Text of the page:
Contemporary ballet

COMPLEXIONS CONTEMPORARY BALLET at Joyce is a mirror of our ever-changing world

It’s weird and wonderful to be in the theater again. These days everything looks different – the way you enter; Identity documents and vaccination cards in hand, security guards keeping everything in order. But once I walked into the Joyce Theater to see Complexions Contemporary Ballet, everything felt perfectly familiar. Art loving friends, buzzing, expressing their excitement and passion behind masked faces. A compilation of contemporary music flooded our eardrums before the show started. Perhaps an unexpected choice on first listen, but as ‘Losing My Religion’ played, it all made perfect sense to frame what we were about to see.

The world premiere of “Snatched Back from the Edges” opened the program with fury and finesse. A solo dancer took the stage, his muscles sculpted by a single spotlight. As he moved through space, more dancers appeared and more spotlights turned on and off. The movement was both jerky and fluid, keeping pace with a haunting 6/8 score. A meditation on the importance of dynamics – hard and soft, light and dark – “Snatched Back from the Edges” explored the essential question: What do we sacrifice and what do we give as human beings? Complexions’ classic choreographic patterns were all current gravity-defying leaps, spiral leans, dramatic spins in the air. But they were complicated by the current cultural cacophony of “destroying our kingdom.” Faced with the racial and social inequalities of our country, the company danced with a spellbinding collective chaos that left me speechless.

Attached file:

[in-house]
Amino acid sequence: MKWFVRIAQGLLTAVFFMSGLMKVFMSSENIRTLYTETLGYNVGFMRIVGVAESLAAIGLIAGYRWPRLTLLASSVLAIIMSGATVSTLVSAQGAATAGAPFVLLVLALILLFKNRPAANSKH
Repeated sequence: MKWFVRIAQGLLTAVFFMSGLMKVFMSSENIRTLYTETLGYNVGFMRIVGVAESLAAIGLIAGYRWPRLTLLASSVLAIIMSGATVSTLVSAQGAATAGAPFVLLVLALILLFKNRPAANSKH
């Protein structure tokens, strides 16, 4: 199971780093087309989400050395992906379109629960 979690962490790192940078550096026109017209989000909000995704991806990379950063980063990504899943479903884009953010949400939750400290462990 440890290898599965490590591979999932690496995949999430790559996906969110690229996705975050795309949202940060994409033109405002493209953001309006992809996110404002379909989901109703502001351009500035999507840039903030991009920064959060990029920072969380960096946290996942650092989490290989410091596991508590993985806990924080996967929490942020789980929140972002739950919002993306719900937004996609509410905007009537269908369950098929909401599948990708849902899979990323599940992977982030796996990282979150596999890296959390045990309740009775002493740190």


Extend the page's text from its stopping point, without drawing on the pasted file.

“Love Rocks” closed the show. Set to a fiery score of several Lenny Kravitz songs, the piece explored all the intricacies of what love is – what it means to love and be loved in return. A punk rock escapade, the costumes were campy and fun, and showcased a completely different side to these incredibly talented dancers. There was a lightness in the movement and in their facial expressions that juxtaposed the heavy and very intense choreography. There were minor timing inconsistencies, but in a weird way, the imperfection made it all that much more human and perfect, in the end.

RUN, don’t walk, to see this incredible company of dancers.

Photo credit: Rachel Neville